Big plans, big goals… and then a big injury that blows the whole thing up. Sound familiar? That’s been my year so far, Herd. I managed to get myself an entry for Challenge Roth this summer. A 2.4 mile swim, a 112 mile bike and a 26.2 mile run. It’s arguably the most legendary iron-distance triathlon on the scene (perhaps second only to Kona) and a race that sells out faster than Glastonbury tickets… or freshly baked pain au chocolats when the Sunday group ride rocks up to the café stop. It’s been a race I’ve dreamed about doing pretty much since I first started doing triathlon 7 years ago, and it would be my third time taking on the 140.6 mile distance. Needless to say I started 2023 with big dreams and even bigger expectations. This year was going to be epic.
Fast forward to April, and I was getting the news that every runner and multi-sport enthusiast dreads: MRI scan results that showed a stress fracture in my right ankle. What’s followed can only be described as a bit of a bumpy ride. First: stubborn determination. I had 10 weeks until race day. 6 weeks off running, full commitment to the stylish boot and crutches situation while smashing the swim and bike training, then 2 weeks of intensive run training. I could totally still get on that start line, right? That – probably overly ambitious – plan was soon stopped in its tracks when, after 6 weeks, I was still in pain and categorically told by the physio that doing the race would be a Very Bad Idea. Next was frustration and a tough decision: did I try and force myself onto that start line knowing that at best, I was going to have a very painful, very long walk once I got to the marathon section? Or accept the feeling of “failure” (more on that later) that came with waving the white flag, letting go and pressing the dreaded ‘defer’ button?
I’m not going to lie to you, Herd. There has been a lot of tears and tantrums, but I’m now in a position where I’ve been able to have those honest conversations with myself. I’ve made the tough decision. And I’ve been able to accept that sometimes things just don’t go according to plan. And as much as that sucks – in the grand scheme, sometimes these unplanned detours can actually be a good thing. It’s an opportunity to shift your perspective, to identify what went wrong and to ultimately make the changes that are going to help you to come back stronger and to keep those adventures coming for years into the future. I’ve hit that defer button, and dealt with the brain gremlins that were telling me it wasn’t an option. I’ve processed a lot of the stuff that was holding me back (and that led me to this pesky injury in the first place). And so, Challenge Roth is in the 2024 calendar. And if anyone is racing Challenge Almere in September, see you on the start line! Just because you defer one goal, it doesn’t mean you can’t set another to keep you motivated.
Having your big plans and goals for the year snatched away from you by injury or other circumstances is rubbish. And as much as it’s “just racing” and “just a hobby” – we all know that we train and race for reasons far beyond a finishers’ t-shirt. So going through this process can be tough and mentally draining. If you’re in the same boat as me and you’re struggling to navigate the process of resetting your goals and re-adjusting your expectations – I hope that by sharing what I’ve learned, I can help you to turn your obstacle into an opportunity. We might be down, but we’re not out. Time to rise!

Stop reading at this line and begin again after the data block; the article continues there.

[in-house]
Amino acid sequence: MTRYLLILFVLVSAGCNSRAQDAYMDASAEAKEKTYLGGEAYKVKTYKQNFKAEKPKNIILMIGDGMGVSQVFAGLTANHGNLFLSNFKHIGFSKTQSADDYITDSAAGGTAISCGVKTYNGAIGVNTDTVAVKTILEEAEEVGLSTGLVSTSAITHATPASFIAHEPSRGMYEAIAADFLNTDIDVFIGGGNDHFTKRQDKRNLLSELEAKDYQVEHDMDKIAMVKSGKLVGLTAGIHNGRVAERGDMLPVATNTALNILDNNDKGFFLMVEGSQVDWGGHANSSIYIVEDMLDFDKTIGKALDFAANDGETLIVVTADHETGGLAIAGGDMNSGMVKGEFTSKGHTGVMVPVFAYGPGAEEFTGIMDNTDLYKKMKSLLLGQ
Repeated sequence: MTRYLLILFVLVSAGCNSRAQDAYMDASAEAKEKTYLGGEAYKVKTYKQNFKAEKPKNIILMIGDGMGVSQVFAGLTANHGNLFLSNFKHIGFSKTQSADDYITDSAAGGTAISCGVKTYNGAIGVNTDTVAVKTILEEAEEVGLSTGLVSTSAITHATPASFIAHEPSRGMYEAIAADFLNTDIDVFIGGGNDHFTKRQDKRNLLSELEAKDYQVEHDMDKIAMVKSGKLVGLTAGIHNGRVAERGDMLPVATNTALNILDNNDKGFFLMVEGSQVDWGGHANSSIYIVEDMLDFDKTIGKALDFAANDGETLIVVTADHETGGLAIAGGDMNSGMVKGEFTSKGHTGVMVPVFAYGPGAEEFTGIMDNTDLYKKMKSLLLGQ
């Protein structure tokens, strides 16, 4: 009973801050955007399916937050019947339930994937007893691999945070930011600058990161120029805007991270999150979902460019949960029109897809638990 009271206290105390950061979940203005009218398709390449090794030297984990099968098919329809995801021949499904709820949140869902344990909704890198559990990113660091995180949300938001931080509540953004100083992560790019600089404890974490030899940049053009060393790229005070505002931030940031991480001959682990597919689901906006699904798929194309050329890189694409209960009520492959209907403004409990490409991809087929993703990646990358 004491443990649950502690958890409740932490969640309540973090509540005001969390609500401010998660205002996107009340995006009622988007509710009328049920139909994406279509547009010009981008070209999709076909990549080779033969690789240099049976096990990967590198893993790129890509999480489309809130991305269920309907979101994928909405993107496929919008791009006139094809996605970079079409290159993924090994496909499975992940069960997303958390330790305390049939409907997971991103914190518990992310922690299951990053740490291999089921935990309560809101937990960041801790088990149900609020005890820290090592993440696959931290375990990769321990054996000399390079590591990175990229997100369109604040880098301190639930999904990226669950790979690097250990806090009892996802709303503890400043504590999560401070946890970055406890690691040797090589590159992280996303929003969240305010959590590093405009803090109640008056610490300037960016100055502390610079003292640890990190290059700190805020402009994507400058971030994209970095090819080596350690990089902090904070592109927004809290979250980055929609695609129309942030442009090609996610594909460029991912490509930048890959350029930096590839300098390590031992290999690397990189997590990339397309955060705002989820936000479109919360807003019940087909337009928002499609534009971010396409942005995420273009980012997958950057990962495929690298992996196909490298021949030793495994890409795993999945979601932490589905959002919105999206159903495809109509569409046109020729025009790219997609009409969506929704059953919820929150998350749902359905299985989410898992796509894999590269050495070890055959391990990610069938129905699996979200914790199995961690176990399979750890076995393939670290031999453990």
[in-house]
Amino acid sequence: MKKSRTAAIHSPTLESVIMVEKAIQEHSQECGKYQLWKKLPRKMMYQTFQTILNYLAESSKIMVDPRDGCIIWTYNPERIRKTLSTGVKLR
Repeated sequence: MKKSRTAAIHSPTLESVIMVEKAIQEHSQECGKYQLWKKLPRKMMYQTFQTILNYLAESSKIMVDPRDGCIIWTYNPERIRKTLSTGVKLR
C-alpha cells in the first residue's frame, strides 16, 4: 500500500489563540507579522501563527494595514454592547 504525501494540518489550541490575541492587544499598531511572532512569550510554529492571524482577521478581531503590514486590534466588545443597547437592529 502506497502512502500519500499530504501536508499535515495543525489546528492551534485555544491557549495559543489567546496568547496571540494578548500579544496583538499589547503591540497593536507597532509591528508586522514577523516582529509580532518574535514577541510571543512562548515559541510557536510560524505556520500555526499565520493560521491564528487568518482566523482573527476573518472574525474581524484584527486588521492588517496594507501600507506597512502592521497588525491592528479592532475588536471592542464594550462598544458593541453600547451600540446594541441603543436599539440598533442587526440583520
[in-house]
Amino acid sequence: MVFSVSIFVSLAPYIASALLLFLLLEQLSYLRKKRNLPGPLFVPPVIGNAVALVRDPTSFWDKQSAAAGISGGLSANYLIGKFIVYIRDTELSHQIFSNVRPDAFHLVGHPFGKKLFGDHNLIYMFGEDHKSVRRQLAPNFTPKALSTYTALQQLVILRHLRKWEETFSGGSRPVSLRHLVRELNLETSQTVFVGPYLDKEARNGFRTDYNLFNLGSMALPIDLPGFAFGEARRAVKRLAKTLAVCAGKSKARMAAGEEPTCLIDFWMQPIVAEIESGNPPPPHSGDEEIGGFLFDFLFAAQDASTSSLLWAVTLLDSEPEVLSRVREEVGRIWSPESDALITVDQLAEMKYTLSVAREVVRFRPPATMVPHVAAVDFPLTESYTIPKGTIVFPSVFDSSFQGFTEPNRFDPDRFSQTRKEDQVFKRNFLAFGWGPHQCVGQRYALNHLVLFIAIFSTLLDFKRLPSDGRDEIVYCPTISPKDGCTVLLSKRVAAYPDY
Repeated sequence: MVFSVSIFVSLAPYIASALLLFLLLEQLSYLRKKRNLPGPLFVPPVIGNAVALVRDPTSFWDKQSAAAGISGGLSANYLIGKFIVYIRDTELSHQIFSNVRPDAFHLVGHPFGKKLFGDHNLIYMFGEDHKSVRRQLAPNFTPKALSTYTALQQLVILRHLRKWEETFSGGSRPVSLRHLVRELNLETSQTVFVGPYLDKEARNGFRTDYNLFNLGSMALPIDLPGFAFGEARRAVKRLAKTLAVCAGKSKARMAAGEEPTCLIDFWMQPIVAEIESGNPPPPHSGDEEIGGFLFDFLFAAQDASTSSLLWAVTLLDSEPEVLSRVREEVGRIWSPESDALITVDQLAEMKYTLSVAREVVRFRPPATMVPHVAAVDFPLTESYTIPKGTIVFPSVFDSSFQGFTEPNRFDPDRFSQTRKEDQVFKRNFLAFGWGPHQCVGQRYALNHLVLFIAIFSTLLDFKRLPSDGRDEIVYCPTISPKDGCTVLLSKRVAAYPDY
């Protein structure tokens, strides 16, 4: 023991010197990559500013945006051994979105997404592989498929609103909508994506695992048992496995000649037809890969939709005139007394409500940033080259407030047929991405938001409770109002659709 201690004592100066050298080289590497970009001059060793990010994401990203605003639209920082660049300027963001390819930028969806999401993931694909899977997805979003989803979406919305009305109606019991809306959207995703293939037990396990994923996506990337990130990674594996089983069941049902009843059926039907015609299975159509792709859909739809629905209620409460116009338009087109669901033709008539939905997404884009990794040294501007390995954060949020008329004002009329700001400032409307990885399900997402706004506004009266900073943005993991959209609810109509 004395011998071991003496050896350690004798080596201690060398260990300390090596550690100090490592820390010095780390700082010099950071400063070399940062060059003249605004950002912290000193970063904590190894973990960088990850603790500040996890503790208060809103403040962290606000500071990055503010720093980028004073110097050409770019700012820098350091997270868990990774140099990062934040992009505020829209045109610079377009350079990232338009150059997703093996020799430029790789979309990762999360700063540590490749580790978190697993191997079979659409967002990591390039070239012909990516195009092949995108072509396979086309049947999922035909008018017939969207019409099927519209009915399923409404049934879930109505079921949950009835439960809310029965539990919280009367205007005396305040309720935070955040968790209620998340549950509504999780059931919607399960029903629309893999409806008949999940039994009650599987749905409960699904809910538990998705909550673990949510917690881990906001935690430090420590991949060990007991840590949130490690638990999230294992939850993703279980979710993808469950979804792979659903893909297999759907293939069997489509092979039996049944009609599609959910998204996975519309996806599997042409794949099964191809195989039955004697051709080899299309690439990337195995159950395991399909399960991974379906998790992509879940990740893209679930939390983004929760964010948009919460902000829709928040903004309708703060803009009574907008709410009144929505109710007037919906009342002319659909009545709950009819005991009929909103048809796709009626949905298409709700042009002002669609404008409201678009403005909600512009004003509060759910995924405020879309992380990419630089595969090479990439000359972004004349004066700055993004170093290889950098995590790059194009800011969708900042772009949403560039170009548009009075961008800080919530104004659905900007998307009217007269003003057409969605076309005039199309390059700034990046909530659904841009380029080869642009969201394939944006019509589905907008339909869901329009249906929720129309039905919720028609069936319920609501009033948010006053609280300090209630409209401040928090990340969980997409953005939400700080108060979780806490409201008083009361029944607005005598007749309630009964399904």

Four top tips to help you cope when an injury ruins your race plans
1: How to decide when to pull the pin
Just because you could doesn’t mean you should. When you’re injured, it’s really hard to let go of your determination and ignore the voice in your head that tells you that you should just push yourself to the limit to still get on the start line. The question to ask yourself here is: at what cost? And: will it still be fun? Sure, you might be able to drag yourself through the race. But is it really worth it, when you could be risking making the injury worse – or even taking yourself out of the sport completely? And, even if you’re not too concerned about competing or setting a killer new PB, if you’re racing purely for the fun and experience – is training and racing through the pain really going to give you a good experience? This is where you’ve got to have that honest conversation with yourself. Figure out why you want to race, what you want to get out of it and what risk you might be putting yourself at if you get on the start line. In my case, the answer became obvious. The risk was that I would give myself a far more severe injury that would take me out of the sport I love entirely. And fun for me isn’t limping to the finish line. It’s racing strong and giving my body the best shot to show me what it’s got. Only you will know the answer here – but if you’re stuck in that “should I, shouldn’t I?” limbo, asking yourself these questions is the best place to start.
2: A change of plans doesn’t equal a failure
Sometimes ‘quitting’ is actually the opposite of giving up. Letting go of all the pressure and expectations is hard, and doing so is brave. Setting your boundaries and doing what’s right for you takes strength. If you decide it’s time to pull the pin – you’re not quitting, you’re backing yourself and trusting yourself to recover and come back stronger. It can be so tempting to grit your teeth and force yourself to do an event because you’re worried about what other people might think if you pull out. Don’t ever let anyone make you feel that by protecting your energy, your health and prioritising what matters to you, that you’re somehow a failure. These are your dreams, and your goals – and you’ll achieve them in the way that’s right for you.
3: It’s okay to be upset and disappointed
Toxic positivity? Not in this Herd! Yes, we’re going to work through this setback to turn it into an opportunity to grow and come back stronger. But first, we need to give ourselves the permission to feel what we need to feel, and the time to process that. You might be angry and frustrated. You might feel sad about the adventure you’re going to miss out on. You might even feel a bit jealous and bitter when you see everyone on Strava going out running (or whatever activity it is that you can’t do right now) without you. And that’s okay! We tend to try and quickly squash down any negative emotions and force ourselves to immediately look on the bright side. But that doesn’t give you any space to process what you’re feeling and work through it. Instead, those feelings will stay tucked away right in your core and they’ll start to eat you alive.
I’m going to be a bit vulgar here, Goats, but think of it like holding in a fart in a public place: holding it in doesn’t make the fart go away. In fact, you’re just giving it time to get bigger and stinkier and pretty soon that little squeaker has turned into a great big pants ripper. Yikes. This is your official permission to let out all your emotional farts, Herd! Have a big cry. Have a bit of a rant and a rave. Let it all out, feel what you need to feel… and then you’ll be able to process and move forward.